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Autumn already? Teaching the changing seasons

Education Officer Helen Robinson mulls over the changes in the New Forest National Park as summer gives way to autumn and how to teach this to school children.

School term is here, as are harvest assemblies, conker battles and fungi forays. The sudden arrival of school term makes you wonder why we expect a clear and definite line between summer and autumn, winter and spring. What curious questions could students ask about the mysterious science of phenology (the study of seasonal change in plants and animals)?

  • Can it be summer and autumn at the same time?
  • Is it autumn in Loch Lomond National Park yet?
  • Where does the green go?

I like autumn because it is always surprising, there is some new fungus I’ve never seen before, the unexpected crunch of acorns on a path I regularly walk, even a spider web in the face as I walk  up the garden path in the morning.

Attending an activity session with the team at Testwood Lakes Nature Reserve recently, I enjoyed the surprising idea of painting with blackberries, instead of eating them… (though just as many made it to our mouths as to the paint pot).  This got me thinking to what alternative autumn activities could be invented.



How about:

  • The horse/ chestnut identity parade. Find horse chestnuts and sweet chestnuts and ask some pupils to convince us they came from the same tree (describe similarities) and others that they are alien to each other (describe differences).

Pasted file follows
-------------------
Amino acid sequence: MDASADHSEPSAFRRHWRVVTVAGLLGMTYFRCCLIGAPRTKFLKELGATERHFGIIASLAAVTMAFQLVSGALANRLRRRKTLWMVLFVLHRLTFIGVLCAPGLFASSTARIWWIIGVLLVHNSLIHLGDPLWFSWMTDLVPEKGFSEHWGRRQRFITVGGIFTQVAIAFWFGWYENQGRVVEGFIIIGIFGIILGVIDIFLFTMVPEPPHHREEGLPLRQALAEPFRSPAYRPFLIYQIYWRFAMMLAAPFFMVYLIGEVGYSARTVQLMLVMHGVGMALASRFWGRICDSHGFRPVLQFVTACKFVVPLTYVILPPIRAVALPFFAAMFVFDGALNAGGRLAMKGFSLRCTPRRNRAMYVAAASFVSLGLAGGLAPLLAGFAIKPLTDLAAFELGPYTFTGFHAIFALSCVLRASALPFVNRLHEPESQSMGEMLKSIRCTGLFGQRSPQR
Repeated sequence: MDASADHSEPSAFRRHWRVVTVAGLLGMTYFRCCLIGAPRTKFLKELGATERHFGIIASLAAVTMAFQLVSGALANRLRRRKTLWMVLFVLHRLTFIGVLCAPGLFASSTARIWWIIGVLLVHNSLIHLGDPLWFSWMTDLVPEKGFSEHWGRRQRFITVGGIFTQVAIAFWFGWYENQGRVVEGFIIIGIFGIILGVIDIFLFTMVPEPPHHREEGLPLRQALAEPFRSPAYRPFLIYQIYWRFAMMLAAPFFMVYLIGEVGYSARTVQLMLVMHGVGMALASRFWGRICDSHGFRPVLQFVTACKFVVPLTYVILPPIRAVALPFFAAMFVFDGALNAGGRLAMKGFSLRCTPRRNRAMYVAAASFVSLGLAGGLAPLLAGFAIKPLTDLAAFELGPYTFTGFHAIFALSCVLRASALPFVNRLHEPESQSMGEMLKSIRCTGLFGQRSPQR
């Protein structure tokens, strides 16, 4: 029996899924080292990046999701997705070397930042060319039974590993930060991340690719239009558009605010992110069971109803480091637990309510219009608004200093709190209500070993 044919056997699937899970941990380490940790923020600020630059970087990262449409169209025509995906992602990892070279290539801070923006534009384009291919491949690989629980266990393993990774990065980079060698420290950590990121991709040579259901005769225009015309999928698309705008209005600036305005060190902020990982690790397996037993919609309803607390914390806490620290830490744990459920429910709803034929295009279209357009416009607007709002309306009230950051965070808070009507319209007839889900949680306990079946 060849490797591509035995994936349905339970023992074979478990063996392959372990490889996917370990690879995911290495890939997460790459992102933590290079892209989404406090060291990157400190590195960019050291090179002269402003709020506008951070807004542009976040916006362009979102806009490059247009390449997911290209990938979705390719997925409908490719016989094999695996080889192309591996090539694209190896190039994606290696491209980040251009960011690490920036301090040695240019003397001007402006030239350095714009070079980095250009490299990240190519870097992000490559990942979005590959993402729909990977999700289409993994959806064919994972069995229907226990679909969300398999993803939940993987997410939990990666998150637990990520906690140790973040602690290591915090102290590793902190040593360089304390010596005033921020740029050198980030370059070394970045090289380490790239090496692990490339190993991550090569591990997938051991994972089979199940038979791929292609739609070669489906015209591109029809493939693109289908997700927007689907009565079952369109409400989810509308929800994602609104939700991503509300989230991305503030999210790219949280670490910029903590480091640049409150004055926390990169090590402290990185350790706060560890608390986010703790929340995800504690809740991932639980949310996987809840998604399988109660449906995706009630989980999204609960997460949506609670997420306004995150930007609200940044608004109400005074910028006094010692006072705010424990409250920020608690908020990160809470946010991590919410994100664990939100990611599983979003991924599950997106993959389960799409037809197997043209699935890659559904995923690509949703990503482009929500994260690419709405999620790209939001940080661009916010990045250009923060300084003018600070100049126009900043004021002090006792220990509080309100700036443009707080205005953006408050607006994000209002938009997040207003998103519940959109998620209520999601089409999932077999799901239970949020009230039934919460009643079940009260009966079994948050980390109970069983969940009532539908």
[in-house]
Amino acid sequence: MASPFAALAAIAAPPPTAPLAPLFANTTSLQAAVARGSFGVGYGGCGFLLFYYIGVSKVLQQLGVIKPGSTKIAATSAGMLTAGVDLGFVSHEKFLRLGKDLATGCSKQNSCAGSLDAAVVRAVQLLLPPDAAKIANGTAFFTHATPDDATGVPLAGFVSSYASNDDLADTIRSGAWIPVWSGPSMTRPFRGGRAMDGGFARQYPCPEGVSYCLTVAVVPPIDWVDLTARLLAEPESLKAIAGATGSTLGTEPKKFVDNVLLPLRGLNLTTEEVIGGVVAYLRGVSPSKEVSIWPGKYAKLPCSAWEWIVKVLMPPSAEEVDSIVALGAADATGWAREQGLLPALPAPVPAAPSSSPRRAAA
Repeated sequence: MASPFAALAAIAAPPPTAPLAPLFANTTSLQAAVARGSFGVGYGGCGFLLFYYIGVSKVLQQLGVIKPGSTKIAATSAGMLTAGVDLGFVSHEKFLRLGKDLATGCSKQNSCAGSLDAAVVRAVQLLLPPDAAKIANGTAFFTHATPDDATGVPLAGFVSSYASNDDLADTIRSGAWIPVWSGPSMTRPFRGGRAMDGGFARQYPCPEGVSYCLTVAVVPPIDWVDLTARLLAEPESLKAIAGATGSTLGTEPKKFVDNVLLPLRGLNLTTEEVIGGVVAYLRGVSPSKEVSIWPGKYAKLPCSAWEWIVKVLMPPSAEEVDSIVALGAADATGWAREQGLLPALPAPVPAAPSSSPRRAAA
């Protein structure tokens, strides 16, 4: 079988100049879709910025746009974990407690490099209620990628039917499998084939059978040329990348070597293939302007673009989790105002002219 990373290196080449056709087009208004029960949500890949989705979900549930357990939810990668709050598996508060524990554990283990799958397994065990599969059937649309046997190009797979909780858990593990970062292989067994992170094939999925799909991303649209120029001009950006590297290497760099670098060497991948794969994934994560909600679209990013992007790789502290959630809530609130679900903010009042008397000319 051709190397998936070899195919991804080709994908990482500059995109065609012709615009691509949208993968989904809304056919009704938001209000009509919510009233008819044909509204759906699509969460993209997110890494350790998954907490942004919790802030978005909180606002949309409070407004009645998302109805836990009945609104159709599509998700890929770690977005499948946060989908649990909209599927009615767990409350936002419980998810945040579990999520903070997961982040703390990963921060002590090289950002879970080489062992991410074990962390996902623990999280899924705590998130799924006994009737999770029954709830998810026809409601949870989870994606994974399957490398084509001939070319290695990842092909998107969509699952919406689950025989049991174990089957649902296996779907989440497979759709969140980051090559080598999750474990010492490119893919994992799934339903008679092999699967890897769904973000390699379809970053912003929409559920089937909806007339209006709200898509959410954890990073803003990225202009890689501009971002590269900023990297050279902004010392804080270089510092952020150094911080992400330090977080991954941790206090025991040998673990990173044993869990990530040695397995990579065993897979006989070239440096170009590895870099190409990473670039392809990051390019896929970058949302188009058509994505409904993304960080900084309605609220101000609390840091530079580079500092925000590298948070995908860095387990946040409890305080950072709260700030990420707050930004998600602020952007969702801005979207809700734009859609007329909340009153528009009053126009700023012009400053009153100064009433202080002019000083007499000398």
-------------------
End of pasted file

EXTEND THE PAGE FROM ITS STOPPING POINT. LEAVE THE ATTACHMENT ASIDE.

• Smudge painting. Pick berries, brown and orange leave, dried flower heads and find out which ones, with a bit of squashing, will make marks or paint on a postcard.
  • Spiders in the mist. If you can’t get everyone up and out early enough to see the morning dew or frost on the autumn webs, search for webs armed only with a gentle plant “mister” to squirt at them?
  • Leaf art in reverse. We all love making pictures out of fallen leaves and trying to emulate Andy Goldsworthy … if only we had the time. But how about finding something already there and looking for the images hidden within.
  • Hidden monsters, my favourite, inspired by our friends at Minstead Study Centre. Choose a volunteer (wearing long sleeves and trousers etc) to lie down in the autumn leaves. Place a few sticks strategically to make a frame and then heap leaves over them to cover them almost entirely. EXPLODE from the leaves at just the right moment in a story or song!

Why not find out more about phenology at Nature’s calendar from the Woodland Trust?

This entry was posted by Communications on Wednesday 06/09/2017

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